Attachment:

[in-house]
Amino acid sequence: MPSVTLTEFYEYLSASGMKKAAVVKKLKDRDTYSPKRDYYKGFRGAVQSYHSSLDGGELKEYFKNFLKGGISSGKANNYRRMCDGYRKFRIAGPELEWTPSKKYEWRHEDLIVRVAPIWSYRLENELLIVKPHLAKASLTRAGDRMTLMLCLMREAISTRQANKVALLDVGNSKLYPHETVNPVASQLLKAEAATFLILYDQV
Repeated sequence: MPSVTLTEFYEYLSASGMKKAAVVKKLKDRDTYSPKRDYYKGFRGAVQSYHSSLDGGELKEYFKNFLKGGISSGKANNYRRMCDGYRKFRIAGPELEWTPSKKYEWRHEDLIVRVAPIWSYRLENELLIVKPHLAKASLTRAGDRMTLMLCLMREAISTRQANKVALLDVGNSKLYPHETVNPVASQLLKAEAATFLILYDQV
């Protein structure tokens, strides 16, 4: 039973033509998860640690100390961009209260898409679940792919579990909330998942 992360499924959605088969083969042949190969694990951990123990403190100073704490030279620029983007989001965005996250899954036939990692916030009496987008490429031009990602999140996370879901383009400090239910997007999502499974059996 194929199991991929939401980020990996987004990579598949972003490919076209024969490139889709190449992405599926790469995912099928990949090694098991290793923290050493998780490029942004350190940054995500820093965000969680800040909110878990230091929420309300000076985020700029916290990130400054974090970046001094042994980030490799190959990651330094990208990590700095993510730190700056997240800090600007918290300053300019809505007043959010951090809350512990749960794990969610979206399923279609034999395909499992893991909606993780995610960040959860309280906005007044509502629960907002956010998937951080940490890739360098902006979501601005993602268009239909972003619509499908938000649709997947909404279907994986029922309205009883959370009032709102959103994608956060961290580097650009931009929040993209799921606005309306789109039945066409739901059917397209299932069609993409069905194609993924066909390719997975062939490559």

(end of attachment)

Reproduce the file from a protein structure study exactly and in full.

[in-house]
Amino acid sequence: MPSVTLTEFYEYLSASGMKKAAVVKKLKDRDTYSPKRDYYKGFRGAVQSYHSSLDGGELKEYFKNFLKGGISSGKANNYRRMCDGYRKFRIAGPELEWTPSKKYEWRHEDLIVRVAPIWSYRLENELLIVKPHLAKASLTRAGDRMTLMLCLMREAISTRQANKVALLDVGNSKLYPHETVNPVASQLLKAEAATFLILYDQV
Repeated sequence: MPSVTLTEFYEYLSASGMKKAAVVKKLKDRDTYSPKRDYYKGFRGAVQSYHSSLDGGELKEYFKNFLKGGISSGKANNYRRMCDGYRKFRIAGPELEWTPSKKYEWRHEDLIVRVAPIWSYRLENELLIVKPHLAKASLTRAGDRMTLMLCLMREAISTRQANKVALLDVGNSKLYPHETVNPVASQLLKAEAATFLILYDQV
């Protein structure tokens, strides 16, 4: 039973033509998860640690100390961009209260898409679940792919579990909330998942 992360499924959605088969083969042949190969694990951990123990403190100073704490030279620029983007989001965005996250899954036939990692916030009496987008490429031009990602999140996370879901383009400090239910997007999502499974059996 194929199991991929939401980020990996987004990579598949972003490919076209024969490139889709190449992405599926790469995912099928990949090694098991290793923290050493998780490029942004350190940054995500820093965000969680800040909110878990230091929420309300000076985020700029916290990130400054974090970046001094042994980030490799190959990651330094990208990590700095993510730190700056997240800090600007918290300053300019809505007043959010951090809350512990749960794990969610979206399923279609034999395909499992893991909606993780995610960040959860309280906005007044509502629960907002956010998937951080940490890739360098902006979501601005993602268009239909972003619509499908938000649709997947909404279907994986029922309205009883959370009032709102959103994608956060961290580097650009931009929040993209799921606005309306789109039945066409739901059917397209299932069609993409069905194609993924066909390719997975062939490559």